Devin Townsend Project/Between the Buried and Me – September 17, 2016 – The Palladium – Worcester, MATuesday, 20th September 2016
As the fall season brings upon a bounty of different touring choices, this writer decided to forgo the NYC date of this tour the previous evening due to a combination of catching a different show in town, and the fact that the Worcester date of the DTP/BTBAM tour was special. For some reason, Sabaton (currently on the road with Huntress and Trivium) was also going to be performing at this one date only.
Thankfully fellow DR scribe Matt Bower arrived a wee bit earlier than myself, and we were able to make it into the venue fairly quickly to ensure a decent spot down below for a rather all-star line-up of bands. There was no local opener, so Fallujah took to the stage first – operating on an abbreviated set that heavily featured cuts from their most recent effort, Dreamless. Witnessing them live a few months back with The Black Dahlia Murder, the one major difference (perhaps due to The Chance’s soundsystem), was that the synths were significantly higher into the mix. The band sounded great, and the heavier synth-presence helped elevate their songs to a higher level in the live setting. Some cuts included “Amber Gaze,” “The Void Alone,” and “Wind for Wings” – excellent material for the crowd to take in (though a song or two more would have been killer), and the band’s presence on stage continues to improve each time seeing them.
Next up was Sabaton, for whom the crowd was already starting to chant before they hit the stage. Indeed, the energy level was such that you would have thought that the band was headlining. One does question the need for two introductions before the band took to the stage with “Ghost Division” (why not just play another song?), particularly when playing a 45-ish minute set, but that was the only thing up for debate. Plenty of energy (and crowd participation) filled the Palladium from start to finish, with vocalist Joakim Brodén commenting on how the Worcester crowd doesn’t need to “warm up” but is already in full swing when the band comes out there. There’s not a band more ready for a headlining US run than Sabaton, who kept up the intensity from start to finish (some humorous banter as well, but they reigned it in to squeeze another track in at the end), with a set that included “40:1,” “Sparta,” “Blood of Bannockburn,” and “Primo Victoria” providing a nice look at the present and past. Interestingly enough, the band announced they’d be back in October for the Rock & Shock Festival towards the end of their set.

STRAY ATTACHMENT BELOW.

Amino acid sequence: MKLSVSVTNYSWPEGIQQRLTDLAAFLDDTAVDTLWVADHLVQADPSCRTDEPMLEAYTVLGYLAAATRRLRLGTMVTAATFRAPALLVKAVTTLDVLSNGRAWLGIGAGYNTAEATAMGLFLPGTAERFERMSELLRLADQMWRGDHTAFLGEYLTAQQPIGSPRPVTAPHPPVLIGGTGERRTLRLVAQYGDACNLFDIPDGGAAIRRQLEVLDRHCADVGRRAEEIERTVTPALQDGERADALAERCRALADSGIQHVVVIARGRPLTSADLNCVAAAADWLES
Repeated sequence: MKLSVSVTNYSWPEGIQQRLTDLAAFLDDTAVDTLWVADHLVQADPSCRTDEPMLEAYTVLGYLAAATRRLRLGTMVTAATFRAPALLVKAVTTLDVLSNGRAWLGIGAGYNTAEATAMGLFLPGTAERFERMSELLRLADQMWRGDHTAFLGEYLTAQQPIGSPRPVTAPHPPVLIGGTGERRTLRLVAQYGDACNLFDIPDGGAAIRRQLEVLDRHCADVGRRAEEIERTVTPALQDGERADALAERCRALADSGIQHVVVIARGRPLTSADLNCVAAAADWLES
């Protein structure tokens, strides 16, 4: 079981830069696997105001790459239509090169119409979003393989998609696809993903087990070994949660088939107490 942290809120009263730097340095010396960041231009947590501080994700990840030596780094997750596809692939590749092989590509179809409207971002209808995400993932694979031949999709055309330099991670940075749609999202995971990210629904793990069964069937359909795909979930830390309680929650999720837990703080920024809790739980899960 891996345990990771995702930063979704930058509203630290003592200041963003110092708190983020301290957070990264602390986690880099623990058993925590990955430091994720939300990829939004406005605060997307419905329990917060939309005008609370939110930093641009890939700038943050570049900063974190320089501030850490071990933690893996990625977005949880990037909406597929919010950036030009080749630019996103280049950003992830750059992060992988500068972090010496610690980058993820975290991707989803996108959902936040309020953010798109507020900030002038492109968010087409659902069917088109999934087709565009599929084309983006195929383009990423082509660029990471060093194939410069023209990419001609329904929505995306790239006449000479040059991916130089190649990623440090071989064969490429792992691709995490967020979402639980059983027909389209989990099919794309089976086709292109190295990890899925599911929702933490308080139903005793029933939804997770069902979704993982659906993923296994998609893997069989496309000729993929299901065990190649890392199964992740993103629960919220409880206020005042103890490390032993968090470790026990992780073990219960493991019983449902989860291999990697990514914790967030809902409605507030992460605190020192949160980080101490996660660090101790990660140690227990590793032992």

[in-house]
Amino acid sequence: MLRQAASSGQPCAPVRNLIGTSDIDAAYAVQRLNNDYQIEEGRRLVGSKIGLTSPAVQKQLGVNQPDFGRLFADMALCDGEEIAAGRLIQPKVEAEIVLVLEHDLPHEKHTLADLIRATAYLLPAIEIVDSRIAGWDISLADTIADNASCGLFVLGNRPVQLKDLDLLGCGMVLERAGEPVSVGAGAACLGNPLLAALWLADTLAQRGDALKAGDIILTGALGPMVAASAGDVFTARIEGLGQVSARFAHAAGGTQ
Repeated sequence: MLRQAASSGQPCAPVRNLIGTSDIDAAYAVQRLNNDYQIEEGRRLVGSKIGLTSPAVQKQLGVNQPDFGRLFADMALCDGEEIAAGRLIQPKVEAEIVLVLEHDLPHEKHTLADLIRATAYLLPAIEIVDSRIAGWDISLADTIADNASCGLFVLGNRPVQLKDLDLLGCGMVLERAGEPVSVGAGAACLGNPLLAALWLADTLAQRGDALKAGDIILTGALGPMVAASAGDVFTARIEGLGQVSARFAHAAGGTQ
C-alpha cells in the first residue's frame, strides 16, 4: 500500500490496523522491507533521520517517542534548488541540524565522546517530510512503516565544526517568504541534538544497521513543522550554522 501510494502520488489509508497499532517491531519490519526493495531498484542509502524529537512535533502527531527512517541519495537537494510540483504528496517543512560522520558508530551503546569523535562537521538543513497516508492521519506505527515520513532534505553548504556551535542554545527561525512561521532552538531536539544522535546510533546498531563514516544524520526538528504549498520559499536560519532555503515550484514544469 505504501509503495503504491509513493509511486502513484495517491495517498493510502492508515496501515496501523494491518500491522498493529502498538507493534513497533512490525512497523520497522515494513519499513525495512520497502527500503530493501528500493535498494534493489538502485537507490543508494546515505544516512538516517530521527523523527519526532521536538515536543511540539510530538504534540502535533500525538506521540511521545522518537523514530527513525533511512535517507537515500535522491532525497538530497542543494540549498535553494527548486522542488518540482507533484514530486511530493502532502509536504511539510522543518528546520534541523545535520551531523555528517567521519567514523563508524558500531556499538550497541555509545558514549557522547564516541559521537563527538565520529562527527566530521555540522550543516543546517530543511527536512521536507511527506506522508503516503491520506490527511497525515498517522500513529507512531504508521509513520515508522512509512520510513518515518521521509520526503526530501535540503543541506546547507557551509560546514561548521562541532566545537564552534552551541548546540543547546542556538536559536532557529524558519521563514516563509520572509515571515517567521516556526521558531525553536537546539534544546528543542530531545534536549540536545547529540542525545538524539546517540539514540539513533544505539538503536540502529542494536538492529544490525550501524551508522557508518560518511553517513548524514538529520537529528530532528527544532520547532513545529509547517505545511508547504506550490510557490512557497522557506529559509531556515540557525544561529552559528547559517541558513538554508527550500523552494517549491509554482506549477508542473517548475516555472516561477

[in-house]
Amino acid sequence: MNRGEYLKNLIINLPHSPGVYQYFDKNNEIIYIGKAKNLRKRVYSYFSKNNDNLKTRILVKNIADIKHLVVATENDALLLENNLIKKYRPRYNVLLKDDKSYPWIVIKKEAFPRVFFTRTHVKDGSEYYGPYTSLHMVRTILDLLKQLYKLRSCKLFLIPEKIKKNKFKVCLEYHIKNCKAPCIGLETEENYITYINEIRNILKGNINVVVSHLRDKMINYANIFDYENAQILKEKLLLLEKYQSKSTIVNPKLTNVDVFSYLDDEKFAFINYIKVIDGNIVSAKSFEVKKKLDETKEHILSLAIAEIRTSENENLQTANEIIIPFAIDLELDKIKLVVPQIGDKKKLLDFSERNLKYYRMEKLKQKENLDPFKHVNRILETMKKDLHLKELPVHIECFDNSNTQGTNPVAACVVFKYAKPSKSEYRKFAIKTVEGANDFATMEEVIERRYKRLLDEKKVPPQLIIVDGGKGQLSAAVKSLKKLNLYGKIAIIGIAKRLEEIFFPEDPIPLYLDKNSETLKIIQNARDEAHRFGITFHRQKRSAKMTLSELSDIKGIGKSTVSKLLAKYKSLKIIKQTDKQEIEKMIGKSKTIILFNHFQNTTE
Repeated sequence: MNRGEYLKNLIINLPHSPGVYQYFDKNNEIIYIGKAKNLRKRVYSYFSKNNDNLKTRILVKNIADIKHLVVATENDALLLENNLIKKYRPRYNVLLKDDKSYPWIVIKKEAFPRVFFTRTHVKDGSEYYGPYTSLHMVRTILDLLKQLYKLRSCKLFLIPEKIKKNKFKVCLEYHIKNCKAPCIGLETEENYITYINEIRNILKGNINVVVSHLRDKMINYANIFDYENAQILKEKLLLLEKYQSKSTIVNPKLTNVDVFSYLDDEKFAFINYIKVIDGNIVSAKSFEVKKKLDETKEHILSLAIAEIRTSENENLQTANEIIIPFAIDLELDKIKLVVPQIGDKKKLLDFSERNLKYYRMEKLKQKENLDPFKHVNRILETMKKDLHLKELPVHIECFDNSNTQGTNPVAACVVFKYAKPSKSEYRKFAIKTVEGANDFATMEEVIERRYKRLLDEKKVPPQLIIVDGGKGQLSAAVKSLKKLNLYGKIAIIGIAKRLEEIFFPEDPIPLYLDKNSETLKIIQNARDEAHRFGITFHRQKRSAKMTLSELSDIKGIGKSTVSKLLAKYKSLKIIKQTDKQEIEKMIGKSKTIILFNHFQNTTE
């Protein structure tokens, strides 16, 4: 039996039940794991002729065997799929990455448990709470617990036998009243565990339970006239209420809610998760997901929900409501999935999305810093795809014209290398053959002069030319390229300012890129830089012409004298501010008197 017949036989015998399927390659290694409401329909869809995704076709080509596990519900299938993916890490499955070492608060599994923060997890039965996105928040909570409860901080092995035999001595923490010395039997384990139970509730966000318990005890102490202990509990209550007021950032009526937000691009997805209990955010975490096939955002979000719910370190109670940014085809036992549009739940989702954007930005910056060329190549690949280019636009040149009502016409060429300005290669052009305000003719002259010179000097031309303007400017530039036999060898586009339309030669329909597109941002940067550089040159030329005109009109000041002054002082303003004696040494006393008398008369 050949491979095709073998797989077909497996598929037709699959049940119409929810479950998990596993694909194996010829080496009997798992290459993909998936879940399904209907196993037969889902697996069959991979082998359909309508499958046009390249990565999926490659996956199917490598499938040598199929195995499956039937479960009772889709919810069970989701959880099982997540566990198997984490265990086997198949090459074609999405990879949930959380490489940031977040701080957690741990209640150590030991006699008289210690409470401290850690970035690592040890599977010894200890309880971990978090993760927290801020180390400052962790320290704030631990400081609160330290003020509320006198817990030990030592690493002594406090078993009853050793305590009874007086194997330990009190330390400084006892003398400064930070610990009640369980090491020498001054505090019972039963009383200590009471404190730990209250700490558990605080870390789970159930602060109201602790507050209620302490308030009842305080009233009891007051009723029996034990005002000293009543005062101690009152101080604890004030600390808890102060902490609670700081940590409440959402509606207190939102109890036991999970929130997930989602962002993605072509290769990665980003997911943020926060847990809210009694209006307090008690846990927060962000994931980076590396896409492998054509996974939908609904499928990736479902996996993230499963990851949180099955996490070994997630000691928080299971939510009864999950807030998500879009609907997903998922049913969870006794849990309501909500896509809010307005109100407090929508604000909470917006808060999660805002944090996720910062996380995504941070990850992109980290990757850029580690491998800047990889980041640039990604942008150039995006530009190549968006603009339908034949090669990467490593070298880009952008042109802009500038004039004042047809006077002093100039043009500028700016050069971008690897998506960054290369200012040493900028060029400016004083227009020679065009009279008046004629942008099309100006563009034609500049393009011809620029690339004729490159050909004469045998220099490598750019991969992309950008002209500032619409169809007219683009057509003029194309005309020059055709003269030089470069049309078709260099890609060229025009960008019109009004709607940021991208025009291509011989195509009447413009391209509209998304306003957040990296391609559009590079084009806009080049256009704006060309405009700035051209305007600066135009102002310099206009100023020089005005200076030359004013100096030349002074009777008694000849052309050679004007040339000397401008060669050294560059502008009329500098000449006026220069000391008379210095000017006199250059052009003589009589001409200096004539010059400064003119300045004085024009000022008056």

On the co-headlining tour, Between the Buried and Me was up next, after a brief delay with some of the lighting. Playing only their latest release, Coma Ecliptic, from start to finish, BTBAM tried to provide the audience with something special. A theatrical album for sure, and one that moves between softer and heavier moments, there was plenty of interplay to watch, both on stage and in the crowd. Interesting to see the crowd go from standing still to full-out moshing at the drop of a hat. Rounding things out was the lighting system, which was indeed the factor that made the set most memorable. The lighting went hand-in-hand, from beginning to end, and provided another layer of depth to the album for the audience to see visually, along with the music. It’s a gamble to go into the live setting when focusing only on one album, but the energy of BTBAM and the lighting provided a unique way to enjoy the album as a whole.
There’s few that can rival the presence of Devin Townsend on stage, and having missed his last few go-rounds, it was nice to be reminded of that enigmatic energy the man provides. Starting things off with “Night,” DTP played a pretty well-rounded set, with usual songs like “Kingdom” and “By Your Command” settling in nicely with Transcendence material such as “Stormbending,” “Failure,” and the excellent closer “Higher.” Not having seen DTP in a few years, it was also great to hear the rollicking “March of the Poozers” along with “Ziltoid Goes Home.” But if one thing took centerstage for the night, it had to be Devin’s acoustic “Ih Ah.” A very emotive performance, and one that really makes this writer long for seeing a complete acoustic set from him one day. There was some true magic going on there – Devin plays the metal card well, but it’s clear he can step beyond it without losing his edge. Of course, it wouldn’t be a Devin Townsend Project performance without some toilet humor (and some self-deprecating humor from Townsend), and his banter and stage faces once again provided a fun atmosphere to partake in that seemed to end far too soon despite headlining status.
All in all a nicely varied look at progressive metal that is going in three different directions (plus Sabaton). Those looking for a evening of intellectually stimulating (and some occasional toilet humor) should be making their way to the closest stop this tour is making.